Signalling which tells you WHERE you're going and when to go, and includes stations within the signalling arrangements, with NO other instruction. Direction 'feathers' (a row of white lights attached to the signal head) would have alerted the crew to their error. Train speed should be the engineer's prerogative, using his route knowledge.
At the very least, it should be obligatory for the RTC to advise crews by radio of significant diversions such as this, immediately before the train approaches.  
Canada needs to invest heavily in a new, safety-orientated operating system if more and faster trains are to run in the corridor.
The requirement for voice recorders and video cameras means that the authorities expect (and even need for) another accident to take place. Otherwise these features are worthless. Safety measures, they are not, and they shouldn't be put forward as such.
In the meantime, train safety rests too much on the skill and experience of the engineer and these guys proved that, sometimes, experience can actually work against you.


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George_Harris
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Re: Via 92 picks switch, 3 crew dead
 
« Reply #8 on: Jul 2nd, 2013, 9:09pm »
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on Jul 1st, 2013, 12:13pm, Mimico wrote:       (Click here for original message)
In the meantime, train safety rests too much on the skill and experience of the engineer and these guys proved that, sometimes, experience can actually work against you.

The fallacy with this thought is that in virtually all forms of transportation safety rests first and foremost on the skill, experience, and attentiveness of the driver/pilot or whatever title you wish to give to the guy in charge of the movement of the vehicle.  
 
We get on a bus and fully expect the driver to do what he is supposed to and be prepared for those around him that do not without even a second thought, adn that in a far less controlled environment than you have on the tracks.  We get on a plane and fully expect the pilot to do what he is supposed to get us safely between points, and that with a vehicle that can be moveing in three dimensions, not just two and where the penalty for not doing right is seldom just bumps, bruises and broken bones.  
 
Why then do we expect/demand imposition of additional controls and oversight on the form of transportation that already has more controls and oversight than anything that moves on the road or water, as much or more as that which moves in the air, and in which the results of something going wrong is seldom as severe for those involved.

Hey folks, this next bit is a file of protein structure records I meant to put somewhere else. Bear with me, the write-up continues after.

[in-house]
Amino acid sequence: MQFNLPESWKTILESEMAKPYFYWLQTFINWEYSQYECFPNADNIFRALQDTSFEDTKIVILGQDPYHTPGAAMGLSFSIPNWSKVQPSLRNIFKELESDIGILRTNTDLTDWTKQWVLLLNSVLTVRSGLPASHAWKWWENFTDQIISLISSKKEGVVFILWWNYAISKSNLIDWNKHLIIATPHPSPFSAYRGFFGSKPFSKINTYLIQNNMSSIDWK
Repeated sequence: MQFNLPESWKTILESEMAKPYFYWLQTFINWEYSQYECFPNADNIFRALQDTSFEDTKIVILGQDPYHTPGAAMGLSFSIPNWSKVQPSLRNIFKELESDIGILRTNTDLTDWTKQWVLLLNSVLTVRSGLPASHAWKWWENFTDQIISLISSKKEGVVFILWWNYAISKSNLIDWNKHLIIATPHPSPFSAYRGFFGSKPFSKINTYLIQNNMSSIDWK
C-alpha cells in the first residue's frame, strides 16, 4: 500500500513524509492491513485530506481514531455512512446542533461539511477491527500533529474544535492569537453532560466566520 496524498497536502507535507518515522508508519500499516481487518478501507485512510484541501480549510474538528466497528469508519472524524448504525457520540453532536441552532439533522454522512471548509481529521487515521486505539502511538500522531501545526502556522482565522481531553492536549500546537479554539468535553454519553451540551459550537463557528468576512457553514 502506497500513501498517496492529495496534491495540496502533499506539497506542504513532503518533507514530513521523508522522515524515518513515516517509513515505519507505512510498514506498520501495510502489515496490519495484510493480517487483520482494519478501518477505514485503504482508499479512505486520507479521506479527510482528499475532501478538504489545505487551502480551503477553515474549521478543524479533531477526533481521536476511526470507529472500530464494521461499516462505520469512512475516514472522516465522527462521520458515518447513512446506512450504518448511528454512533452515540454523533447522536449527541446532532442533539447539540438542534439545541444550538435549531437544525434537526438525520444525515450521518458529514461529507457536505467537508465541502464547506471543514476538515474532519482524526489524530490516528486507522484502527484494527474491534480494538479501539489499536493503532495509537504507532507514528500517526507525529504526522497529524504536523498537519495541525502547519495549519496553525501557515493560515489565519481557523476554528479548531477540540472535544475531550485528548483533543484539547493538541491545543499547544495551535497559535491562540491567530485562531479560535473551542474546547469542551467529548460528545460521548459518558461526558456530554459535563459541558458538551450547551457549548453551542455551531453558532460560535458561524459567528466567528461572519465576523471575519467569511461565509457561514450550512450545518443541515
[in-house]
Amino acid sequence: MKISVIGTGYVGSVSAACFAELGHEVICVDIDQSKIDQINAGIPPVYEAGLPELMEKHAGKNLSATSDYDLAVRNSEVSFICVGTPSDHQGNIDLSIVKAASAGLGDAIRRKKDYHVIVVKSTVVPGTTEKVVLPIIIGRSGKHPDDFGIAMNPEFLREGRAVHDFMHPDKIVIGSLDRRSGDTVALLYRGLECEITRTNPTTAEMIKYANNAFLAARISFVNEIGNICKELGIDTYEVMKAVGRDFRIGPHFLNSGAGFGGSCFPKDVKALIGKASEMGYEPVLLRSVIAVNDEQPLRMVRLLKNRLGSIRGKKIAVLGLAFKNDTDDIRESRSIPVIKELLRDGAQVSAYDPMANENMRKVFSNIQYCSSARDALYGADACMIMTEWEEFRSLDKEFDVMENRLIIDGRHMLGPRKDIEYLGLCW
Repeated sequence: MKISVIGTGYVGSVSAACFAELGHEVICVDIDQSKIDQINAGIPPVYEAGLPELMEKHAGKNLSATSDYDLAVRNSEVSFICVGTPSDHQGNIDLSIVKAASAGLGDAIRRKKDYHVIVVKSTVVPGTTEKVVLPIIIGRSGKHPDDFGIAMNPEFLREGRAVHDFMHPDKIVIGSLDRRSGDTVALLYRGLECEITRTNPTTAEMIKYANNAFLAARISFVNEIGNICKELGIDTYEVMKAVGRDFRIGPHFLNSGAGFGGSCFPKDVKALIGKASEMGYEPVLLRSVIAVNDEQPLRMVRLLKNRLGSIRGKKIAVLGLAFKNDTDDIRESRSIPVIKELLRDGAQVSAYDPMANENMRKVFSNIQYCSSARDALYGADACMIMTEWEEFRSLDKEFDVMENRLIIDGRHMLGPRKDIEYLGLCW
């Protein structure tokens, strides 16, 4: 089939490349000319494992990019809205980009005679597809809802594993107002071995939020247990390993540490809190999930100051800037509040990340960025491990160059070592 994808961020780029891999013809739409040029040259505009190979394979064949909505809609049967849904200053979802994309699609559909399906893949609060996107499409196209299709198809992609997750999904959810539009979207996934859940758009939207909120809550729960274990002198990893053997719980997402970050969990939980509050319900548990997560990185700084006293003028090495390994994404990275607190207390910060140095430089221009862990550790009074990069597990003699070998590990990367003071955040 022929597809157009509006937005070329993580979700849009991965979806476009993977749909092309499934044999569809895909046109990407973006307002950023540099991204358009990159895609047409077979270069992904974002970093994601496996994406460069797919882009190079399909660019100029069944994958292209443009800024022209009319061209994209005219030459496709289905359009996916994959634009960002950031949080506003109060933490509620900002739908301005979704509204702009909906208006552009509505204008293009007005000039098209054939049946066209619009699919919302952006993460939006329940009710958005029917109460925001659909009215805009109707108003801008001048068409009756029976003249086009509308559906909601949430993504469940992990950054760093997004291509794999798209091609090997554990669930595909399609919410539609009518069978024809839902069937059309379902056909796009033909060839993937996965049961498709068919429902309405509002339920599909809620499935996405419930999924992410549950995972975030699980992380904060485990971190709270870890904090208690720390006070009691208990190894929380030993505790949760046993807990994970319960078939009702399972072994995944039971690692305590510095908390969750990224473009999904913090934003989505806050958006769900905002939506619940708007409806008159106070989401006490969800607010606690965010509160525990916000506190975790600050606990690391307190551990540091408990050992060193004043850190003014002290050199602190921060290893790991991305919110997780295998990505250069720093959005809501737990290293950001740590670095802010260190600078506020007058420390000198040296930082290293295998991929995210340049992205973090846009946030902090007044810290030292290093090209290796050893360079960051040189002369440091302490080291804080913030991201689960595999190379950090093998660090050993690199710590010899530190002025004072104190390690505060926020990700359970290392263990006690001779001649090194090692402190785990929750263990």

And, by the way, railroads are already the safest form of transportation.


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Mimico
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Re: Via 92 picks switch, 3 crew dead
 
« Reply #9 on: Jul 3rd, 2013, 6:03am »
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Because there are ways of improving safety. None of the modes which you mention have rejected moves towards making them safer. Certainly aviation, with fly-by-wire, autopilots and blind landing systems - for instance.
Technology exists to make railway operation safer and to simplify the driver's job - why one Earth should it not be used. Human beings are fallible - but if we can prevent that fallibility from costing lives, surely we should do so.  
Corridor rail operations are going to require more and faster trains in coming years.  By implication, with the present arrangements, that will mean more accidents.


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George_Harris
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Re: Via 92 picks switch, 3 crew dead
 
« Reply #10 on: Jul 3rd, 2013, 9:38pm »
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on Jul 3rd, 2013, 6:03am, Mimico wrote:       (Click here for original message)
Because there are ways of improving safety. None of the modes which you mention have rejected moves towards making them safer. Certainly aviation, with fly-by-wire, autopilots and blind landing systems - for instance.